Seeing the Elephant

This is for encouragement, ideas, and support for people going through a faith transition no matter where you hope to end up. This is also the place to laugh, cry, and love together.
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Seeing the Elephant

Post by Brent » Sat Sep 15, 2018 3:11 pm

This could be a rant...not sure.

At some point you may be discussing Mormon issues with an active member and they’ll say something along the line of “You’re just trying to damage my testimony!” The temptation is to snark back with “Your testimony is that weak?” or “If you think this is bad, study the Nauvoo years.” Being a tad offended is OK but I recommend taking a breath and really considering your personal experience. No, I don’t want to ruin anyone’s testimony—it’s a terrible and agonizing event—which is akin to seeing your grandmother naked, it can’t be undone and it will haunt you. I never want to take an axe to anyone’s testimony because the experience, the feeling of betrayal, the sting of embarrassment, the free fall of system collapse isn’t anything I feel the burning need to share with anyone.

During the Civil War soldiers who had seen combat referred to the experience as “seeing the elephant”. New recruits marching to their first battle were considered to “not have seen the elephant” yet, veterans’ had. Many folks here have seen the elephant and gone through that difficult journey. Those who have not, cannot understand what it’s like. I have sympathy for women who go through childbirth but I CANNOT have empathy and any advice or sure, knowing help I can give them is based in my personal misconceptions; I’m not a woman and I can’t know the event even though I’ve been present 4 times. This is the problem that Mormons have with those who see the elephant and leave: you can’t have empathy for childbirth if you’re a man.

I’ve been THROUGH the faith crisis, like many my Mormonism didn’t come out the other side even vaguely intact. Why would I ever want someone else to? I learned that most everything I was ever told was false. I had the people I’m closest to say things like: “How could you not know that? Everybody knows Joseph was a polygamist” or “There is no Second Anointing, that’s a rumor” and “You just need to study the Book of Mormon more”. There’s no kind way to tell someone that they’re somehow lacking because they can’t block out seer stones and teenage brides. I’ve seen the Mormon Elephant (YMP, EQP, B1, SSP) and I know what happens when you suddenly realize it’s a giraffe.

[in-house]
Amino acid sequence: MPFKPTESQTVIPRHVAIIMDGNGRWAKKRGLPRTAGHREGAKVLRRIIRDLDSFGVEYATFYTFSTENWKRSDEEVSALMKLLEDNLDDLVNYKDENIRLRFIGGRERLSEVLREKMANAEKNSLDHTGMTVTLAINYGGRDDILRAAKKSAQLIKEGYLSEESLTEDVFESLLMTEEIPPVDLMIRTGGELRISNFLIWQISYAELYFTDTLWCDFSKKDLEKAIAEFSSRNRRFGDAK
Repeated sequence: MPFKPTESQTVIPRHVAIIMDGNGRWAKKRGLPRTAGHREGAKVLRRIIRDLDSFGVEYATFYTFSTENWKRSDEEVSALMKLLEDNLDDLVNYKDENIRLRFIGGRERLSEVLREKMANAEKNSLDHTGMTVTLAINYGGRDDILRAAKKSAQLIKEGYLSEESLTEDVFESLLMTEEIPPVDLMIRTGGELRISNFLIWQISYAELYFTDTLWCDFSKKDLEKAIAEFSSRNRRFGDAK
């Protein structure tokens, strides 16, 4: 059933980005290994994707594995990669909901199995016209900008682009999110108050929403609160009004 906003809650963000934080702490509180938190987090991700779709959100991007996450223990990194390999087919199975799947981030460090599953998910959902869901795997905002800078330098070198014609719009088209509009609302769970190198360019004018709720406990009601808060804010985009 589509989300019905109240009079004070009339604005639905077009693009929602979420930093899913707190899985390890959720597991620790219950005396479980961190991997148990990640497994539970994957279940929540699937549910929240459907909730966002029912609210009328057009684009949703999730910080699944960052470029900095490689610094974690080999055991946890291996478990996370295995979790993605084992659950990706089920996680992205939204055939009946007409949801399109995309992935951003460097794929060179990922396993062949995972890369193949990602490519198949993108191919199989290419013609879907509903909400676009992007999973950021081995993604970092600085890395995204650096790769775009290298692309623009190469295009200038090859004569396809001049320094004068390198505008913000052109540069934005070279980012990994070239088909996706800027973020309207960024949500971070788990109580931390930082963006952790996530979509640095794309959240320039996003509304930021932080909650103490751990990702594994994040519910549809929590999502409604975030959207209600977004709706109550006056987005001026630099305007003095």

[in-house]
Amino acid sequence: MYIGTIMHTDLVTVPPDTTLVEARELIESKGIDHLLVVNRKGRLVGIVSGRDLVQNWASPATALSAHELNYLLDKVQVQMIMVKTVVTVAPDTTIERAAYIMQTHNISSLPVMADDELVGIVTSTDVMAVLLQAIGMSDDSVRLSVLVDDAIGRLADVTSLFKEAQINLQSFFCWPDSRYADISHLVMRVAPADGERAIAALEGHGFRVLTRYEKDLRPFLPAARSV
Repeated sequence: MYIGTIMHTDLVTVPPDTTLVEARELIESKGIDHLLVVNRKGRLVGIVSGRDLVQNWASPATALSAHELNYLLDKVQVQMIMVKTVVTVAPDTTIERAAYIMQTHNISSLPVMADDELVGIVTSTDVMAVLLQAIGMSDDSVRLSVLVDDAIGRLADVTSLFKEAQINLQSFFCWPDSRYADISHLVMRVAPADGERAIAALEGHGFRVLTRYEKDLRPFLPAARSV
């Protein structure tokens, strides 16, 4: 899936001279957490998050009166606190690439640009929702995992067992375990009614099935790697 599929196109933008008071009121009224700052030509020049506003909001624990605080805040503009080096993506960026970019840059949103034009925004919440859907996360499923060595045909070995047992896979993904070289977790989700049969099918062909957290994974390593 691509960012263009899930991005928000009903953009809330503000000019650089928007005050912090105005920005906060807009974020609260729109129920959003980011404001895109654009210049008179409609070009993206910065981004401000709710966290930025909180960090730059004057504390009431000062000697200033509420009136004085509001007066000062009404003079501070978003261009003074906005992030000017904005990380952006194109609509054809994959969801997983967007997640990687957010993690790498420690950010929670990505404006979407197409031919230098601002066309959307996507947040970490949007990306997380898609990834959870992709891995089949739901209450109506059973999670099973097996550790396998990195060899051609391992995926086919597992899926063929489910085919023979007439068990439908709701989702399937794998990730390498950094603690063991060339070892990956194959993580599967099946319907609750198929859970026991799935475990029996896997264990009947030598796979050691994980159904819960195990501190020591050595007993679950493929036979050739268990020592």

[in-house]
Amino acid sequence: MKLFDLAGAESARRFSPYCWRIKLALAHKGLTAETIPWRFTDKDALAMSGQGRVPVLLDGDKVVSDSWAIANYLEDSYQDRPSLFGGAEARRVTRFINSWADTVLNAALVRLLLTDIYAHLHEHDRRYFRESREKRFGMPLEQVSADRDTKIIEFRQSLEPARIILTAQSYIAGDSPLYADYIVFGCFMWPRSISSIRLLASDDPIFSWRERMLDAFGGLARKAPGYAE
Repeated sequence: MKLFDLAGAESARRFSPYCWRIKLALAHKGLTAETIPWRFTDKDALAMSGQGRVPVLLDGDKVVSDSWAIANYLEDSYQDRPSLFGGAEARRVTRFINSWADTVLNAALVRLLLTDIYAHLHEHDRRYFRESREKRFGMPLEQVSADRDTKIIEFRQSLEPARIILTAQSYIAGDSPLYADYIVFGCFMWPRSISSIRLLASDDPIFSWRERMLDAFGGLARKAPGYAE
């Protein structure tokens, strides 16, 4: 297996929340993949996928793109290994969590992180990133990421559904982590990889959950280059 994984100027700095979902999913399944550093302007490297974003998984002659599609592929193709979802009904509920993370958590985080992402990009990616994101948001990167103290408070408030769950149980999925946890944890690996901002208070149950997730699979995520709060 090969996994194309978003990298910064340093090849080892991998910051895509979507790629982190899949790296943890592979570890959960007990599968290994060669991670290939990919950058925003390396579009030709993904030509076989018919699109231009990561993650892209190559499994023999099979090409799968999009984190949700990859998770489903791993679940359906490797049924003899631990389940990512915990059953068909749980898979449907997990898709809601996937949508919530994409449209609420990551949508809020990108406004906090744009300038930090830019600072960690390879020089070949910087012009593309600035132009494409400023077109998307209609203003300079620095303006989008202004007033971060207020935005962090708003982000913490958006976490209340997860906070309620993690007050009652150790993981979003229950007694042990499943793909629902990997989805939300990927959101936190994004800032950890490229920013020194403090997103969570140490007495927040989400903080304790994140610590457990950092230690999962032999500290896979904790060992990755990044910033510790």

I don’t want to wreck anyone’s testimony—I just want the respect of allowing mine to change.

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Re: Seeing the Elephant

Post by FiveFingerMnemonic » Sun Sep 16, 2018 4:09 pm

Reminds me of the scene in Platoon where the new guys are talking about Sgt. Barnes and he overhears them and comes inside the bunker and says his famous line "ya'll know about killing? You experts?"

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Re: Seeing the Elephant

Post by crossmyheart » Sun Sep 16, 2018 5:05 pm

I tried to explain it to my TBM sister via Lord of the Rings. At the very end, Frodo leaves on the ship with Gandolf and the others while Samwise is left behind to live out his normal happy life in the shire. They both experienced a somewhat similar experience but both came out the other side very different.

My sister and I both went through the same faith shaking experience. Strong enough that we both discussed turning in our temple recommends in disgust from the experience.

In the end, I left the church and got on the ship, never to return to the way things were. She doubled down and still lives in the sheltered world of the shire.

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Re: Seeing the Elephant

Post by Just This Guy » Mon Sep 17, 2018 4:46 pm

It is even more interesting if you look at the books to LotR, not just the movie. In the Books, Sam leads a happy life in the Shire, But eventually, as very old hobbit, he still couldn't take the damage that the ring did to him and eventually goes on the last boat to the undying lands so he can finally find piece.

So while you may live a happy life, you still cannot unlearn what you know and there is a very real possibility that they will eventually come to the conclusion that they need to leave.
"The story so far: In the beginning the Universe was created. This has made a lot of people very angry and been widely regarded as a bad move." -- Douglas Adams

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